“That literature portrays failure as a stigma,” says Gompers. “It can make you think that if you start something and fail, people won’t want to hire you.”
In addition to Gompers, the study’s co-authors are Natee Amornsiripanitch, an economist at the Federal Reserve Bank of Philadelphia; George Hu, a graduate student at Harvard University; Will Levinson, research associate at HBS; and Vladimir Mukharlyamov, an assistant professor at Georgetown University’s McDonough School of Business.
Measuring success from 5 million resumes
The researchers focused on entrepreneurs backed by venture capitalists, but faced a challenge from the start. How do you measure the success of workers in different roles in industries as diverse as technology, finance, and academia? Who is more successful: a tenured university professor or a partner in an insurance company? Traditional measures of career success, like compensation, may not tell the whole story.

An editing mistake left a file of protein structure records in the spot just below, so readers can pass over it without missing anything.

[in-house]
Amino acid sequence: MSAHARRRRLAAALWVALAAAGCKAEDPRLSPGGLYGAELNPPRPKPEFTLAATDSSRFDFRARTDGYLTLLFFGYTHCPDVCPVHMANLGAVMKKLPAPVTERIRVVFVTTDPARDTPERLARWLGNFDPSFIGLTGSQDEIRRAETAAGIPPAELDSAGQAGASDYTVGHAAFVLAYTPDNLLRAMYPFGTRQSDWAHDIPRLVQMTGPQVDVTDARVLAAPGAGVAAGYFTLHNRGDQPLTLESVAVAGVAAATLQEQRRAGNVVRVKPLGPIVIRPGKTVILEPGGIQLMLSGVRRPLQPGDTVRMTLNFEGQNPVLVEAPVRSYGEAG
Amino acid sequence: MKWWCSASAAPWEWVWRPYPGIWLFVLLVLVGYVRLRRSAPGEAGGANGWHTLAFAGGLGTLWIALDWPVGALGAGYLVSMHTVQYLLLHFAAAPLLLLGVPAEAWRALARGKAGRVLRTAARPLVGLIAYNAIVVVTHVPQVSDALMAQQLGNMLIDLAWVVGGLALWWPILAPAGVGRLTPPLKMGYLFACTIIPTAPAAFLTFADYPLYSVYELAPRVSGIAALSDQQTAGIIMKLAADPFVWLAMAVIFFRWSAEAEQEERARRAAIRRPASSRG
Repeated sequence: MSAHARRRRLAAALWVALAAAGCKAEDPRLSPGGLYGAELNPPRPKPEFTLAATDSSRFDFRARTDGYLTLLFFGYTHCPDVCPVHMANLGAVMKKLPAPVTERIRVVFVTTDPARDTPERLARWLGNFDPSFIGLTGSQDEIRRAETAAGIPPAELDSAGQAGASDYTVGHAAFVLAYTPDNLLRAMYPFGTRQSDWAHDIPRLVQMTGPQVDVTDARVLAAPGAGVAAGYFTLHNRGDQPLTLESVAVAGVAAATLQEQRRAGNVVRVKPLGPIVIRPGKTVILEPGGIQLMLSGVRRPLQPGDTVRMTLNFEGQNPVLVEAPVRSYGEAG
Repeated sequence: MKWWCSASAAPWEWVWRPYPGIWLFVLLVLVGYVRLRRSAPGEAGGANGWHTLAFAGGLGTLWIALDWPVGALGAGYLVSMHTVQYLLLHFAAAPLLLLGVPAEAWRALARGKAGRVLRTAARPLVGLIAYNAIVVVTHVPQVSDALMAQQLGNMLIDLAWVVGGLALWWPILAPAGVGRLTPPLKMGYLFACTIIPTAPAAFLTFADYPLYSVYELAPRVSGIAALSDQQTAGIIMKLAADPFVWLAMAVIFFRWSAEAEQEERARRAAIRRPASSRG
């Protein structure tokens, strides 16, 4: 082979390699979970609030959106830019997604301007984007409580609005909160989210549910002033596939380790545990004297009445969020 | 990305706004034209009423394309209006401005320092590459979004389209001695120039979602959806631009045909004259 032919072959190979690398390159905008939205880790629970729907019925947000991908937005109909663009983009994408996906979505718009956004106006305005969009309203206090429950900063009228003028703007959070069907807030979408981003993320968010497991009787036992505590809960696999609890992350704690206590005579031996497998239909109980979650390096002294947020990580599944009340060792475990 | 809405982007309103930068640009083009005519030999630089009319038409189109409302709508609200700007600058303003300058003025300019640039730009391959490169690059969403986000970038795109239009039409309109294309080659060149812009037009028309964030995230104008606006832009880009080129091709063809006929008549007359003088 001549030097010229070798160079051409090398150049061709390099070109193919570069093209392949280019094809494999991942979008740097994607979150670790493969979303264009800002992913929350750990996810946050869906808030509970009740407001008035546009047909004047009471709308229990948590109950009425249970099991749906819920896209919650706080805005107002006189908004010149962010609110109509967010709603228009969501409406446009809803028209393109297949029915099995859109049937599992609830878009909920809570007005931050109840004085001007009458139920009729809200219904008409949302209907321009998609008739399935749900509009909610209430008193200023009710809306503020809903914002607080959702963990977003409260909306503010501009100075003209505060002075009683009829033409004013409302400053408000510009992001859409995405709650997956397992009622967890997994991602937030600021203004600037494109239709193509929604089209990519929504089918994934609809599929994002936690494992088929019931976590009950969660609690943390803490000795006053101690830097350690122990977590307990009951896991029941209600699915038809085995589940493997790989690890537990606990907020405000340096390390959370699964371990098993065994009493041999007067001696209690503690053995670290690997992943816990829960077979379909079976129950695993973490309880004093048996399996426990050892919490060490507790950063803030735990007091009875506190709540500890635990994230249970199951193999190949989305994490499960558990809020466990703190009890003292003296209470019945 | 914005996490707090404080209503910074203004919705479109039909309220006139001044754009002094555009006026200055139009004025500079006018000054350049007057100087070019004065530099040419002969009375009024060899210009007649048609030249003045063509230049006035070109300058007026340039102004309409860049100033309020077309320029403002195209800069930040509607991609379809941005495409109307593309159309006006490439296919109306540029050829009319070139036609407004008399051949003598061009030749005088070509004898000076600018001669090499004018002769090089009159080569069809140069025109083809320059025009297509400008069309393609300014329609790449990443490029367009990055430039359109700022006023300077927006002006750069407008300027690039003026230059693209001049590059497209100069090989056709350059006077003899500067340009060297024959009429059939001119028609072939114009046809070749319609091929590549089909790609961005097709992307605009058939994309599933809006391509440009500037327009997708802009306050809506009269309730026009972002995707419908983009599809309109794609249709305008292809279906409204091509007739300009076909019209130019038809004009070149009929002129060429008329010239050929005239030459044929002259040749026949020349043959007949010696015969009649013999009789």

So the researchers devised their own methods to measure success, drawing on a collection of 5 million resumes in the Emsi Burning Glass Profile Database, which collects work history and education data from various public and private sources. Combined with data from Dow Jones VentureSource, the list was broken down into 14,000 venture capital-backed company founders who listed a post-startup job. Failed startups were defined as those acquired for less than the full investment or those that were active but had not received funding in at least three years.
The researchers developed a concept of seniority to define success across industries based on specific job titles and the number of years it took to achieve them. For example, the title “software engineer” received a seniority rating of 2, meaning the average person earns this title two years after graduating from college. That person’s boss, a “senior software engineer,” has a seniority level of 7. A CEO has a seniority level of 16.